Landscape design is an important integrated process for residential schemes, particularly where a site has complex geological and hydrological issues.
Many brownfield schemes which have contaminated soil require a sensitive scheme of planting which can tolerate poor soil conditions and in instances harsh climatic environments such as extreme rainfall (or lack of) and steep gradients which increases run-off and reduces available nutrients to the root structure within the soil below. Often within residential schemes trees can be seen suffering from poor planting conditions and lack of maintenance, combined with poor species selection these trees will continue to struggle and can eventually fail.
If brownfield sites were left to establish naturally, colonisation would take place, this process of succession would happen slowly over time and planting would need to overcome the often extreme pH values, ranging from 2.5-4.0 for some former colliery spoils, to much higher pH values in brownfield sites. Many of these sites consist of brick rubble, crushed concrete and stone with generally infertile, contaminated soils, as mentioned these brownfield sites would be colonised in a successional nature with immediate weed species such as rosebay, willow herb and coltsfoot with common grasses dependent on the area the site is located. If colonized by Clover this would raise the nitrogen and therefore fertility, eventually resulting in a coarse grass cover. Following this, scrub would establish usually by native willow species which can root into the consolidated soil. Other good pioneer plants include birch, hawthorn and alder.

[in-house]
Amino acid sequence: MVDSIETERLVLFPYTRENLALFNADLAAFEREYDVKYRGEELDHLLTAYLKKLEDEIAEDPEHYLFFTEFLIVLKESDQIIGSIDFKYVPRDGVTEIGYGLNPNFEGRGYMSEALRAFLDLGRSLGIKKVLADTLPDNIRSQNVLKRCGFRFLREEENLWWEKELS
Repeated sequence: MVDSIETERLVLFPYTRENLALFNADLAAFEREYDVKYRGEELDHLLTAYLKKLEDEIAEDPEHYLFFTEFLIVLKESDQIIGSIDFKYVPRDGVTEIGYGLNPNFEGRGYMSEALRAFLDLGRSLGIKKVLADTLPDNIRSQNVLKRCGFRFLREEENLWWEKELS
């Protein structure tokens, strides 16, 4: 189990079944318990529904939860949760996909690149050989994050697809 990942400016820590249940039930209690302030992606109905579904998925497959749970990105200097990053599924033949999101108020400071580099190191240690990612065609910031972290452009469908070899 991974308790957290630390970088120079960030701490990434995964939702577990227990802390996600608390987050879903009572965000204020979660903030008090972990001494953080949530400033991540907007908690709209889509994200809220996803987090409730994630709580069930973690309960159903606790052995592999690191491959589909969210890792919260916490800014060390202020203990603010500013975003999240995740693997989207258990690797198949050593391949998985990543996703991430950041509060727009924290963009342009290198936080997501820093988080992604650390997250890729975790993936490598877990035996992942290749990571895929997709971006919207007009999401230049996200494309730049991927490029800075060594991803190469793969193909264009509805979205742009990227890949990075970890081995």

Landscape proposals have dual purpose, appeasing planning concerns and comments whilst ultimately providing a pleasant environment for residents. Often larger infrastructure schemes such as Littlecombe include existing water courses and large open spaces which often need to contain play elements for several age groups. By retaining and enhancing these natural features the site can become more accessible and create open spaces of varied character and interest. The planting design needs to provide year round interest, where possible this planting will consist of indigenous species, these species increase wildlife habitats and if planted correctly will establish with less failures. The planting also needs to provide a contemporary aesthetic to match the modern architectural design and façade style to each individual plot.
Ultimately the external landscape design needs to be multi-faceted and draw on the rich heritage, varied geographical features and the vibrant social context within the context of each site. The landscape design emphasises these elements through carefully designed and specified materials, including hard surfacing and street furniture to create a contextually appropriate scheme. Once the planting design has been developed a detailed maintenance strategy for the site will be outlined within the Landscape Management Plan. This provides a cohesive and sustainable approach to managing all aspects of landscape, for example reducing the use of chemicals due to the proximity of the watercourse, with permeable paving used at the ground levels to provide sustainable drainage across the site and reduce run-off into the surrounding water course and therefore reduce the risk of flash-floods.
Overall, the landscape design proposals will be developed focusing on the historical and contextual influences within and surrounding the site, whilst applying contemporary elements to create an interesting, experiential landscape. This can be demonstrated through the general design layout, the materials and planting, providing historical references, social spaces, dynamic planting, and a varied and interesting aesthetic.
Liz Lake Associates have worked on many brownfield sites such as the former MG Rover site at Longbridge in Birmingham, read about our involvement in the project here